On AtomicAvenue: Marvel Two-In-One | the Thing | Captain America | Guardians of the Galaxy

 

Guide to Marvel Comics Presents #57

13 Apr

Marvel Comics Presents launched in 1988 as an ad-free anthology showcasing four eight-page features, stuffed inside a wrap-around cover. This guide will tell you everything you wanted to know about the series – and more!


Marvel Comics Presents #57
Cover Date: 1990 | Cover Price: $1.25 | Cover Artist: Dale Keown


Wolverine in “On The Road” part 4
written by Michael Higgins
art by Dave Ross

Logan wakes up in Springfield General Hospital after his seeming death at the hands of the police (in between this and last issue). Meanwhile, the Hulk is driving a car he stole right out from under the police’s noses when he hears over the police band that a man has hostages holed up in a pharmaceutical factory – and the man fits Wolverine’s description. Hulk rushes to the scene to confront the man who looks like Wolverine – complete with crazy hair and claws – but isn’t Wolverine. However, the man hints that he and the Hulk have met in the past.

Werewolf in “Children of the Beast” part 4
written by Len Kaminski
art by Jim Fry

Layla reveals why she was referring to Jack Russell as “dad”. Years ago (back in Werewolf by Night #6), she and the rest of her pack (“the Braineaters”) challenged his territory. Jack, in werewolf form, tore through them – when they came to, they realized they had inherited his “blood gift”. And, while Jack still hasn’t accepted his lycanthropy, the Braineaters revel in it! It is this dangerous, revelry that has attracted Silver Dagger’s condemnation. This embrace of evil has also turned off Werewolf by Night – as the moon rises and Jack gives into the beast, he rages against the group. And, when the moment presents itself, he runs away from the pack – an outcast among his own kind.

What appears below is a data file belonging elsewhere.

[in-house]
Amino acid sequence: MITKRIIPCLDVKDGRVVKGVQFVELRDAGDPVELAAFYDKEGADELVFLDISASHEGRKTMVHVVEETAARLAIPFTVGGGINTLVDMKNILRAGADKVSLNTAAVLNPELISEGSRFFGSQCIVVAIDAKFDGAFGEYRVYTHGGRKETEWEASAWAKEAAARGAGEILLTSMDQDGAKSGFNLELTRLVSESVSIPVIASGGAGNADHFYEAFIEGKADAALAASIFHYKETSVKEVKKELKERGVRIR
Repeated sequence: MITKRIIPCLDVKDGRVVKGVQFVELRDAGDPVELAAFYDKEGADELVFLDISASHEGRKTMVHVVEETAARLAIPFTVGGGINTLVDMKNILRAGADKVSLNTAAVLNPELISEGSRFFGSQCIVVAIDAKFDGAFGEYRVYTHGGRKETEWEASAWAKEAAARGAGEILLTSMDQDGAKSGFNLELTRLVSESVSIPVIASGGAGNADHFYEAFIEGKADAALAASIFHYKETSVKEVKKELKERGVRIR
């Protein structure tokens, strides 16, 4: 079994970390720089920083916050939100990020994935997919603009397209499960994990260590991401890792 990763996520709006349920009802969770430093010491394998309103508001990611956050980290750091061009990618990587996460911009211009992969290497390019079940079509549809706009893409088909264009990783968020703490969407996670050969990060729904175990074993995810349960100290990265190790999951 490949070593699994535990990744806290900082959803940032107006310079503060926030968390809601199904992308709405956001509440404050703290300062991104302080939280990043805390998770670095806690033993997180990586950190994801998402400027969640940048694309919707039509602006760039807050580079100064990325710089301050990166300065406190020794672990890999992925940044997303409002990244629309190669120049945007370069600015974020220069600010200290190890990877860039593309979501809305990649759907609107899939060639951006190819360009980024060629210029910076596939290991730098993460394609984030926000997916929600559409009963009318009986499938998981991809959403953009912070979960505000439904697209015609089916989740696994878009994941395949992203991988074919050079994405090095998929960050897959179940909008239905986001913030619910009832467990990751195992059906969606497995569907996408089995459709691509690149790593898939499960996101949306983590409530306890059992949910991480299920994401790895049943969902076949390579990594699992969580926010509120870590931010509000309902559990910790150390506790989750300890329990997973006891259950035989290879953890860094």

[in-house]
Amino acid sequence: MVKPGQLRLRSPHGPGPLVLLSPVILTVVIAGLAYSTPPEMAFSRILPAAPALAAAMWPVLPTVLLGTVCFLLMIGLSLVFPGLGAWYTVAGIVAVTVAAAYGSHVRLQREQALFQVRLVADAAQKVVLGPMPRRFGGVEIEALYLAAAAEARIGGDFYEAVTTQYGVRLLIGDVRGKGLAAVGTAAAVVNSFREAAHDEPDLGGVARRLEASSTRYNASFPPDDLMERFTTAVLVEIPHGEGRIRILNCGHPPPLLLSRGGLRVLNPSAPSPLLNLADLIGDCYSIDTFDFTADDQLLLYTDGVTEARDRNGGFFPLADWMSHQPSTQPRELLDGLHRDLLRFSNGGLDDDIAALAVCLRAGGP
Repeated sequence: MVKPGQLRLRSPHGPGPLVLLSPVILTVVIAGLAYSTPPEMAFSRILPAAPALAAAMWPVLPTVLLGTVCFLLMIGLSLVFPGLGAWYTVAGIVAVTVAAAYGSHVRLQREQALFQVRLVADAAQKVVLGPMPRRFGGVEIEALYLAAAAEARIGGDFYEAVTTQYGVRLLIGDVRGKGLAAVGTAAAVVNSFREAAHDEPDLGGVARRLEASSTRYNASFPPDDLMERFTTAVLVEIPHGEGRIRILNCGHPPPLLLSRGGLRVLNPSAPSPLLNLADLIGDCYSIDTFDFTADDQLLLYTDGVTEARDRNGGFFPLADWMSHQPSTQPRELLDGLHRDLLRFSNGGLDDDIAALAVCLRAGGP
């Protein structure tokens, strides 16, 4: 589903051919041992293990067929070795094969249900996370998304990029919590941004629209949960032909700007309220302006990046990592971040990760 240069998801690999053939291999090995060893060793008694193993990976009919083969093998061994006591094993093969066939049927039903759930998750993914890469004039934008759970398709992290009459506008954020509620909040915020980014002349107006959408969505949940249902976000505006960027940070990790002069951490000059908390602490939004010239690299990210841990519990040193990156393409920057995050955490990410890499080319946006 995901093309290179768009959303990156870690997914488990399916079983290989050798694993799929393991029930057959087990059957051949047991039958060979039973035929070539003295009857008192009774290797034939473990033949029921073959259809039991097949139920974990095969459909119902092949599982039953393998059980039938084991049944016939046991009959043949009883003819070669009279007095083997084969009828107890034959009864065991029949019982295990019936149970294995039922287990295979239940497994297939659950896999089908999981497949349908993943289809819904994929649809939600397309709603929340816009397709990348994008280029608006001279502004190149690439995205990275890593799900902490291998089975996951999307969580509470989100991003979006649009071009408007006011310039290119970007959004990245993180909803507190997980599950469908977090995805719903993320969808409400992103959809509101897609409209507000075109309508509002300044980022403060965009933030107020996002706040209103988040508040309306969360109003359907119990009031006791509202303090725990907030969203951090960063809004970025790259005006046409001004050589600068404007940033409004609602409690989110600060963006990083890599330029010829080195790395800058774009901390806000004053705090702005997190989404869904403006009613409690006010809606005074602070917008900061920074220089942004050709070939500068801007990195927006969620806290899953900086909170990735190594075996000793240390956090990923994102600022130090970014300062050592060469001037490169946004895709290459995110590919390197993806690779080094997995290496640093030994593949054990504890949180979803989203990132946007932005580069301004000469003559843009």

Sub-Mariner in “Neptune’s Eye” part 1
written by Robert Denatale
art by Mike Collins

Mourning the loss of his beloved Marrina, Namor ventures near Neptune’s Eye - a violent and dangerous whirlpool raging in the Atlantic Ocean. As he ponders delving into its mysteries, a nearby underwater film crew is attacked by sea beasts. Namor comes to the rescue but not in time to save Peter. He brings the survivor, Sandra, back to her base to meet with the leaders of her project. They reveal that they’re part of a joint international project that has come to Neptune’s Eye to determine if they can tap it as a new energy source. Sandra Rains, who was commissioned to film the project’s work, convinces Namor to lead an expedition right into the eye. Unfortunately, she can’t convince the rest of the project to join them – so it looks like it’ll be a small team: just her and Namor.

Black Cat in “The Crown Jewel Caper
written by Dwight Zimmerman
art by Mike Harris

The Black Cat has been hired to find the lost Crown Jewels of France but she soon discovers she’s been set up as her shady dealings have landed her in hot water with the local police. She uses her physical prowess and good luck powers to get away and then figures out a way to get back at the man who set her up.

The Wolverine/Hulk feature still hasn’t gotten any better but the promise of a mystery identity of the villain has piqued my curiousity. I’m still enjoying the Werewolf feature and I really dig that it ties into his previously established continuity. Sub-Mariner’s story looks like it might be a neat adventure filled with a mysterious locale and strange deep sea creatures. The Black Cat story was completely forgettable and had poor, unfinished-looking art. Fortunately, the cover features work by a more accomplished artist.

On Ebay: Marvel Comics Presents | Wolverine | Werewolf | Sub-Mariner | Black Cat
On AtomicAvenue: Marvel Comics Presents | Wolverine | Werewolf | Sub-Mariner | Black Cat

 

Famous Fanmail #106 Peter Sanderson

12 Apr

You may not be surprised to learn that most people in the comic business grew up reading comic books. However, you might be interested in knowing what they were reading. Here’s a look at “Famous Fanmail”!

Peter Sanderson isn’t a comics writer but he’s certainly a Marvel historian. He’s helped write the Official Handbook of the Marvel Universe along with several other guide books. He got a letter printed in Fantastic Four #204 (cover date: March 1979), pointing out why FF #200 was a flawed anniversary issue.